This issue tends to pop up in the news quite frequently and it’s quite clear that each state being able to govern laws regarding accessibility of a service animal/ESA is going to cause a lot of confusion and grief.As far as PTSD dogs go federally they are considered to be service animals, but some states & laws will only afford protection to animals that provide specific tasks for a disability and they need to be certified.
Many vets who seek a PTSD dogs first do their research online to find local resources to connect with a potential dog; they don’t necessarily know if said dog will have the certifications needed to qualify as a true service animal.
How Do We Define PTSD Service Dogs?
PTSD service dogs are psychiatric service dogs, they are trained to perform any number of disability mitigating tasks including:
- Retrieving medications
- Helping their handler during a flashback.
- Turning on lights
- Waking up their handler from a nightmare
- Performing safety checks & room searches
- Guiding their handler home after a disassociative episode
Under these guidelines they are covered under the ADA as service animals, but there’s still a lot of confusion surrounding them. People who are not aware that these dogs have been trained to do specific tasks some people assume they’re emotional support animals.
Veterans Dog Training Act
Commencing not later than 120 days after the date of the enactment of the Act, the Secretary of Veterans Affairs shall carry out a pilot program for the purpose of assessing the effectiveness of addressing post-deployment mental health and post-traumatic stress disorder symptoms through a therapeutic medium of training service dogs for veterans with disabilities. – Veterans Dog Training Act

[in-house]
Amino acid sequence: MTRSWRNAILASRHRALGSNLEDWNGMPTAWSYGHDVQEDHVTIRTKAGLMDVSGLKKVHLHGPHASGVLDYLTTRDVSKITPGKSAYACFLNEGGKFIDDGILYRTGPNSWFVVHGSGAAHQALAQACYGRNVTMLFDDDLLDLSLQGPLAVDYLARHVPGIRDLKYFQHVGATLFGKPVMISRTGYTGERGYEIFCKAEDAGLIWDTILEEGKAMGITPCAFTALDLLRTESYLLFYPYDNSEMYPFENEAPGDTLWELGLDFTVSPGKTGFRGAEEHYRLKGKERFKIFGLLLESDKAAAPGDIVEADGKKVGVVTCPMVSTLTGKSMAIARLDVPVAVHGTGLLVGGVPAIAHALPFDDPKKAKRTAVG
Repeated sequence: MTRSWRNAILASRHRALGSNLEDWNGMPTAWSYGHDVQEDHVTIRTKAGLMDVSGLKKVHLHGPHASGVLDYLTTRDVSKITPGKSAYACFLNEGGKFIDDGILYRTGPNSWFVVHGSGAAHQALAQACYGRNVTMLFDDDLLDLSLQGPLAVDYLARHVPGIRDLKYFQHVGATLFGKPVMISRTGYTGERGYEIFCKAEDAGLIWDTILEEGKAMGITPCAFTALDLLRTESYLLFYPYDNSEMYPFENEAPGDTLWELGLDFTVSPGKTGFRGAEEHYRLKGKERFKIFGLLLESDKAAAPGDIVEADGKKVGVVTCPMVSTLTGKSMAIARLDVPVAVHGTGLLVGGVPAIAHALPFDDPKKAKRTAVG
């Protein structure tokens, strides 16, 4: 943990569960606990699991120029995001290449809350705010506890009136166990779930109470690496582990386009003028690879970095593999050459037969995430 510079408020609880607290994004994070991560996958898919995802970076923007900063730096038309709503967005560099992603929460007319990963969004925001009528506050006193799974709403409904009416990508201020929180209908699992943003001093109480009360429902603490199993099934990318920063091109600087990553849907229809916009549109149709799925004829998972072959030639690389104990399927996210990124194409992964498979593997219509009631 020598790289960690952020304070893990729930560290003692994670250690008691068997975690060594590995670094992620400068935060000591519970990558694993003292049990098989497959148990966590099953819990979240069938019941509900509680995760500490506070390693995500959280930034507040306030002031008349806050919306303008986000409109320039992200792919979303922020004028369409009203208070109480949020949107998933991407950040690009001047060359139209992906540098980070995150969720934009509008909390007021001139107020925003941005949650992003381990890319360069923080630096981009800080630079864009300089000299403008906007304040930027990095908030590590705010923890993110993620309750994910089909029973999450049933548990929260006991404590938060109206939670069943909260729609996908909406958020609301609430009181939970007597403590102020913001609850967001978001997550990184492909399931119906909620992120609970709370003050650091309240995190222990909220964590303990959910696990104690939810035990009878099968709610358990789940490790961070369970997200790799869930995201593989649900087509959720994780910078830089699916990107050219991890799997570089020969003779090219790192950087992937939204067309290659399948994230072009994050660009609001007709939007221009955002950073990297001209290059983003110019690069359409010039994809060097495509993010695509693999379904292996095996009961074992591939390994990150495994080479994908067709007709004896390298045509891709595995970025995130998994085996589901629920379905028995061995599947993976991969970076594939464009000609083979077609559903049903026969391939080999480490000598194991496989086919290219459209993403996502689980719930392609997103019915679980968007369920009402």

While all of this is good news for the possible future of funding PTSD service dogs it’s not going to come quickly, and until then there’s still going to be a lot of confusion about how to define PTSD service dogs.
The VA study isn’t expected to finish for another year or two, it’s currently estimated to be completed in 2017. The study was mandated by Congress back in 2010 but the study has since been halted two times – once in 2010 and again in 2012.
Service dogs for PTSD and other mental health problems are a topic of keen interest, and the study was mandated by Congress in 2010. VA launched a pilot the next year, but the study was halted after two service dogs bit children in Veterans’ homes. Further problems with the health and training of some of the dogs led to a second suspension of the study in 2012. – VA Restarting Study on Service Dogs & PTSD
For now veterans looking for service dogs are going to have to reach out to the private sector for support & continue to face confusion regarding the status of their service dogs.
How You Can Help
You can help by spreading the word about how much of a difference a PTSD service dog makes to veterans. It’s not always easy adjusting to civilian life after serving – providing veterans with service dogs is one simple way we can help. Show your support for organizations that help provide PTSD service dogs to veterans, share the heartwarming stories of veterans and their service dogs.
There may not be enough clinical research to show the effectiveness of such service dogs, but there’s more than enough proof when you see the awesome bond that exists between a veteran and his service dog for yourself – wouldn’t you agree? Our veterans deserve our support, we can show ours by helping to support organizations that help wounded veterans, and by sharing their stories.